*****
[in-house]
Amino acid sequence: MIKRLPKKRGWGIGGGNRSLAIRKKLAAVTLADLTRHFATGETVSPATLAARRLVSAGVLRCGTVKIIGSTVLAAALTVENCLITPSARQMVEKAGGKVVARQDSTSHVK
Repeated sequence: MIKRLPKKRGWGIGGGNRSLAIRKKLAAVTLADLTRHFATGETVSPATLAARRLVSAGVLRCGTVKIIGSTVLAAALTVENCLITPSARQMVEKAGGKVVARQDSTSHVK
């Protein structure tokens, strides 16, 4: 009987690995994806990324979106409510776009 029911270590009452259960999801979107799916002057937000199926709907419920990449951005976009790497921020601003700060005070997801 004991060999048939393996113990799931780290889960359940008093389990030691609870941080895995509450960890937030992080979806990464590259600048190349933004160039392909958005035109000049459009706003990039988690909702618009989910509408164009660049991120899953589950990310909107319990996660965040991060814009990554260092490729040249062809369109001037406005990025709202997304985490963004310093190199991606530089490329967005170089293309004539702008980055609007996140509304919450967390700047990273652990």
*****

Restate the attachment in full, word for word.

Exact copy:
[in-house]
Amino acid sequence: MIKRLPKKRGWGIGGGNRSLAIRKKLAAVTLADLTRHFATGETVSPATLAARRLVSAGVLRCGTVKIIGSTVLAAALTVENCLITPSARQMVEKAGGKVVARQDSTSHVK
Repeated sequence: MIKRLPKKRGWGIGGGNRSLAIRKKLAAVTLADLTRHFATGETVSPATLAARRLVSAGVLRCGTVKIIGSTVLAAALTVENCLITPSARQMVEKAGGKVVARQDSTSHVK
């Protein structure tokens, strides 16, 4: 009987690995994806990324979106409510776009 029911270590009452259960999801979107799916002057937000199926709907419920990449951005976009790497921020601003700060005070997801 004991060999048939393996113990799931780290889960359940008093389990030691609870941080895995509450960890937030992080979806990464590259600048190349933004160039392909958005035109000049459009706003990039988690909702618009989910509408164009660049991120899953589950990310909107319990996660965040991060814009990554260092490729040249062809369109001037406005990025709202997304985490963004310093190199991606530089490329967005170089293309004539702008980055609007996140509304919450967390700047990273652990």